I was aiming to arrive in the anchorage at Cascais last weekend to meet up with Claude who after completing the Jester Azores challenge was passing through on his way north from Canaries and Madeira. I had the option to do the trip from Leixoes direct over a couple of days or stop a couple of times on the way. Non stop would mean heading offshore at least 20 miles before heading south in order to avoid the fishing markers and other unlit coastal hazards at night but I decided to do day trips.
First stop on the 21st was Figueira da Foz. The wind for the 60 mile passage was again very light and after departing Leixoes at 06.00 managed a few hours of sailing in about 9 knots breeze from astern. As I was sitting eating breakfast in the cockpit there was a splash alongside and a dolphin came to say hello. Somehow I managed to get a photo just as they jumped out of the water alongside. Only later when I was looking through some photos on the laptop, did I notice that exactly one year ago to the day, I was sitting in the cockpit eating breakfast a few miles south of Jersey when a Dolphin did exactly the same thing – the two photos are almost identical. In the afternoon I’m pleased to report Manuel’s magic lure worked and the first fish was caught – a decent sized Mackerel or similar. Hopefully on a roll now… The entrance to Foz is renowned for being dangerous when a swell is running and water can break in the entrance but all was calm on arrival. Unfortunately there is nowhere to anchor at Foz and I was disappointed that the marina charged 23 euros for the night so only stayed one night. Didn’t get a chance to explore the town but enjoyed eating the fish for dinner finished off with a glass of Port from a few miles north.
Early the next morning departed on another 60 mile trip south this time to Peniche. During the morning the wind hovered around 10 knots and as I was out of bread decided to bake a loaf. Nothing quite like the smell of baking bread when at sea. By lunch the northerly wind had piped up to a good 20 knots and Fathom flew south at 6 to 7 knots over the ground, really fantastic sailing. A large sea was running as we rounded Cabo Carvoeiro but the anchorage off the breakwater at Peniche was nicely protected and a good place for the night. Very few other yachts spotted at sea except a 50 footer ‘Christine’ who for the 2nd day running had blasted past Fathom at 9 knots with help from their huge Parasailor spinnaker. I never like being overtaken by another boat even if they are nearly twice the size!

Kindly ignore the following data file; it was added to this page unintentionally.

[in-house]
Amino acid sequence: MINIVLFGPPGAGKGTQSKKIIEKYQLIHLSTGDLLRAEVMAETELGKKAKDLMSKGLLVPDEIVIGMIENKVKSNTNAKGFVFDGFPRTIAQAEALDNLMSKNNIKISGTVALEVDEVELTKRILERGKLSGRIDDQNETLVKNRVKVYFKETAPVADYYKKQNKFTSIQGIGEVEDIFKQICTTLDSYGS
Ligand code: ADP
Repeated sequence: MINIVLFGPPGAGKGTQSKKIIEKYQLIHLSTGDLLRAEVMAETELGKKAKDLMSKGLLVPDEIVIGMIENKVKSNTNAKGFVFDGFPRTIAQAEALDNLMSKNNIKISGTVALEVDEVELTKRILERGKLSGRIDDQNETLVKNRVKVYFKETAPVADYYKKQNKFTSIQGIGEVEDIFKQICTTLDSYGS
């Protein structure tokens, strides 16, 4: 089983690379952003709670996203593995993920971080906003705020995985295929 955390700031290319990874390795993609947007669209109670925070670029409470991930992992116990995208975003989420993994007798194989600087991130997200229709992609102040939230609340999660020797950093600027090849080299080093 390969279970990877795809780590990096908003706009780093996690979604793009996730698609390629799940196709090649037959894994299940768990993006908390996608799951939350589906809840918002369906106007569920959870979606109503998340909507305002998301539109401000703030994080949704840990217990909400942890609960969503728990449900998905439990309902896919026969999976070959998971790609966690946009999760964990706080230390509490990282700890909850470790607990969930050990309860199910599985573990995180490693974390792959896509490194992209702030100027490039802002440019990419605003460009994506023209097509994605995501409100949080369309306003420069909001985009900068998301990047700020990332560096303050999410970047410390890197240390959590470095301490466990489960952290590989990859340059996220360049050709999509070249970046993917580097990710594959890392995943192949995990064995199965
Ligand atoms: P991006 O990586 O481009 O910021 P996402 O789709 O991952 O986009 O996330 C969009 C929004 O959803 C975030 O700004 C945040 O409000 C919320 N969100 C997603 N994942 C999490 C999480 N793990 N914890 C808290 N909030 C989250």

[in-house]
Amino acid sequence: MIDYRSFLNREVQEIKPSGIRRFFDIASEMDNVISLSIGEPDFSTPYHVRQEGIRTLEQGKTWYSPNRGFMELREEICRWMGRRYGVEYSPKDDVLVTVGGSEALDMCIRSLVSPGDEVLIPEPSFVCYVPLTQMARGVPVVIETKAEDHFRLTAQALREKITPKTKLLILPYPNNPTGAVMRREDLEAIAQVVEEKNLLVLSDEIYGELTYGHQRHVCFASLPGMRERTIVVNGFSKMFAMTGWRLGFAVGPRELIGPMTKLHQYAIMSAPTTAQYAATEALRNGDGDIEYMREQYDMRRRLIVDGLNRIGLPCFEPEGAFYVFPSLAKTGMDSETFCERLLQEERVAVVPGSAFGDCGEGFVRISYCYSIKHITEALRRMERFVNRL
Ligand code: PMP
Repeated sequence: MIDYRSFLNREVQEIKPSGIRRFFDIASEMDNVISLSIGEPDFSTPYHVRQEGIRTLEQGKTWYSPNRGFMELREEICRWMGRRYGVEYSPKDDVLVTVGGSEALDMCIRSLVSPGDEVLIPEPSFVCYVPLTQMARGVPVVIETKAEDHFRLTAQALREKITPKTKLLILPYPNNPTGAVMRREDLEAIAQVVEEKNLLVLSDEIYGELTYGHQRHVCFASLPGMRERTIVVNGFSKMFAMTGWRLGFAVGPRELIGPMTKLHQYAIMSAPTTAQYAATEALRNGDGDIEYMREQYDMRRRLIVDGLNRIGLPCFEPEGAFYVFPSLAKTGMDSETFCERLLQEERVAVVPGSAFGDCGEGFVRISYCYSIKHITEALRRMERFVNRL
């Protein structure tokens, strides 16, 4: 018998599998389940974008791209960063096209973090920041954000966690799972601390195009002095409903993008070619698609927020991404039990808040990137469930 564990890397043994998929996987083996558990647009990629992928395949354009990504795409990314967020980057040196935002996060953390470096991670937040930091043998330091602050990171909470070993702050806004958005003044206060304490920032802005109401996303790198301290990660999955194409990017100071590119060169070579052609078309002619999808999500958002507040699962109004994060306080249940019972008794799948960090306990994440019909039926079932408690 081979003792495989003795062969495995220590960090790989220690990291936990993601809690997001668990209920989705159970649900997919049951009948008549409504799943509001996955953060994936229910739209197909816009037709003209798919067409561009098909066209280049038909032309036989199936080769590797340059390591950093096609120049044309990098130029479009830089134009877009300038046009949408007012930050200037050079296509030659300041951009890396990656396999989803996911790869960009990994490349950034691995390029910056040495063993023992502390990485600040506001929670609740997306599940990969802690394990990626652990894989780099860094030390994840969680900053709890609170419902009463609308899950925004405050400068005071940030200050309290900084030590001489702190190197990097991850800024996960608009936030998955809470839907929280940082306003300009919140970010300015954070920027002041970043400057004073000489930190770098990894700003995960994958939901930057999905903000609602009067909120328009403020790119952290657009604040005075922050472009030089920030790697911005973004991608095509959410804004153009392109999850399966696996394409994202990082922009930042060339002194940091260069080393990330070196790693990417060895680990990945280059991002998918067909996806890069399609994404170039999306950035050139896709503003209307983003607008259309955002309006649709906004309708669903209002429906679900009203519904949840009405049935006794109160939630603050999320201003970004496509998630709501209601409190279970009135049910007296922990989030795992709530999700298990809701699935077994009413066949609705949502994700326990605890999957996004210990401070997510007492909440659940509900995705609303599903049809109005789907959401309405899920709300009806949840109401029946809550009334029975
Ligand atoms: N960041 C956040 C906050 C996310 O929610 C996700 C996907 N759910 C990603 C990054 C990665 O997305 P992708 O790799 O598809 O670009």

The trip from Peniche to Cascais was shorter than the previous days but the conditions were far livelier. While trying to hoist the main I realised that it had flipped itself around the radar reflector at the top of the mast which would have required a trip aloft to free it. Could have used the topping lift to hoist the main but just the headsail poled out was sufficient. Very exhilarating sailing and for the last couple of hours into Cascais the wind topped 30 knots with decent sized waves. On rounding Cabo da Roca and heading east towards Cascais the coolish air which had been blowing down the coast over the sea was replaced with wind that had been blowing south over the land. It was suddenly like a hair dryer had been turned on but unfortunately at that very instant a huge swarm of flies appeared out of nowhere and covered the boat both inside and out. Luckily after anchoring they disappeared as quickly as they had arrived. Being a Saturday the anchorage at Cascais was rammed with locals as well as cruisers. Claude was due in the next day and the town looked liked it would be a fun place to spend a bit of time.